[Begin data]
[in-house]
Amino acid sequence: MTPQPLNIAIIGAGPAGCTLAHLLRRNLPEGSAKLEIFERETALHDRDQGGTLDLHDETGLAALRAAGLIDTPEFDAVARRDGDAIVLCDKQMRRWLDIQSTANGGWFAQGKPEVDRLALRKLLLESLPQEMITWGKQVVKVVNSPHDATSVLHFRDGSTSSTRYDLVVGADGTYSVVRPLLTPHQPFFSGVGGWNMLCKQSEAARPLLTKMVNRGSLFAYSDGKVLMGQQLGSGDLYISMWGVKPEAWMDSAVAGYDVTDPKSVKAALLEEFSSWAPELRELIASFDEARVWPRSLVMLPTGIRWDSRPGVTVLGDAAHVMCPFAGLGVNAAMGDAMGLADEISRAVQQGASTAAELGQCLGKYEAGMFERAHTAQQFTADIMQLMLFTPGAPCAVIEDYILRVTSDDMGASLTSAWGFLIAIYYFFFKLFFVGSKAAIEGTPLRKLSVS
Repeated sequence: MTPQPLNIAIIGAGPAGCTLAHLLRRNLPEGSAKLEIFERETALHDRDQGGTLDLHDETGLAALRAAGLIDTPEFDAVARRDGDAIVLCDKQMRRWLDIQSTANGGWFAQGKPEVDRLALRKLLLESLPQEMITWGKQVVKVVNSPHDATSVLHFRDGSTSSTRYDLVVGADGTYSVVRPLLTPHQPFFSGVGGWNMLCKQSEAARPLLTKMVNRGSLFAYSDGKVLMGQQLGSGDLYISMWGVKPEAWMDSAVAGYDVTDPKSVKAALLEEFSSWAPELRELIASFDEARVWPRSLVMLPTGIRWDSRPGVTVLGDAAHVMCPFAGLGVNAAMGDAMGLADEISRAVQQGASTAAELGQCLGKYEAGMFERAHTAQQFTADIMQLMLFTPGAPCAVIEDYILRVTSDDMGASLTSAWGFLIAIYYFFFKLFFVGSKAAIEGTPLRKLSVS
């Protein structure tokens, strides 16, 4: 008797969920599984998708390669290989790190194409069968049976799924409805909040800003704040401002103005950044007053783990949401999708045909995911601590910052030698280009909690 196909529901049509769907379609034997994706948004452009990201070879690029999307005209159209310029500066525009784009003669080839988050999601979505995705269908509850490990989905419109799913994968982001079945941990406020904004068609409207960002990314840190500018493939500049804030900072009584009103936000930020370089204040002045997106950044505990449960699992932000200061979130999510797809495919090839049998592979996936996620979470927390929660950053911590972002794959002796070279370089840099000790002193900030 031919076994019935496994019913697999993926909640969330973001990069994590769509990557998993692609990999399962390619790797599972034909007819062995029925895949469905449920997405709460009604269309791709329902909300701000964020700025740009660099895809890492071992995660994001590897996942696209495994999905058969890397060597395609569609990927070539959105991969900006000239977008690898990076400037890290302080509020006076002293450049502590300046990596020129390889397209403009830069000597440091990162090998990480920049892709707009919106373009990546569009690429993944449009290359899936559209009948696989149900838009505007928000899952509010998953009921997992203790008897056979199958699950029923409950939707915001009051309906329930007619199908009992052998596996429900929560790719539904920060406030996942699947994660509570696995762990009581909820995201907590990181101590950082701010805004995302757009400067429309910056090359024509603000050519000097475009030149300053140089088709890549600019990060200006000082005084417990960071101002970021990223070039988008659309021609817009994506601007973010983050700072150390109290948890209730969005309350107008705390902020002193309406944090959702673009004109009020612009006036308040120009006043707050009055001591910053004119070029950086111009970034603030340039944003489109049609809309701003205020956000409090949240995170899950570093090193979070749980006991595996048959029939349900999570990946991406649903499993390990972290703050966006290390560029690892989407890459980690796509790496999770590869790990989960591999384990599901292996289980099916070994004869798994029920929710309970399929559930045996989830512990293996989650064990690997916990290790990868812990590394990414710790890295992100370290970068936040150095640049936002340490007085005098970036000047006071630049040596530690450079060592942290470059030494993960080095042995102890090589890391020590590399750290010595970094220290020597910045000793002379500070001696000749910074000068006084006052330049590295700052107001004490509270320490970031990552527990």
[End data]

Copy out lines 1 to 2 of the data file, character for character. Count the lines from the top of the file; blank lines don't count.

[in-house]
Amino acid sequence: MTPQPLNIAIIGAGPAGCTLAHLLRRNLPEGSAKLEIFERETALHDRDQGGTLDLHDETGLAALRAAGLIDTPEFDAVARRDGDAIVLCDKQMRRWLDIQSTANGGWFAQGKPEVDRLALRKLLLESLPQEMITWGKQVVKVVNSPHDATSVLHFRDGSTSSTRYDLVVGADGTYSVVRPLLTPHQPFFSGVGGWNMLCKQSEAARPLLTKMVNRGSLFAYSDGKVLMGQQLGSGDLYISMWGVKPEAWMDSAVAGYDVTDPKSVKAALLEEFSSWAPELRELIASFDEARVWPRSLVMLPTGIRWDSRPGVTVLGDAAHVMCPFAGLGVNAAMGDAMGLADEISRAVQQGASTAAELGQCLGKYEAGMFERAHTAQQFTADIMQLMLFTPGAPCAVIEDYILRVTSDDMGASLTSAWGFLIAIYYFFFKLFFVGSKAAIEGTPLRKLSVS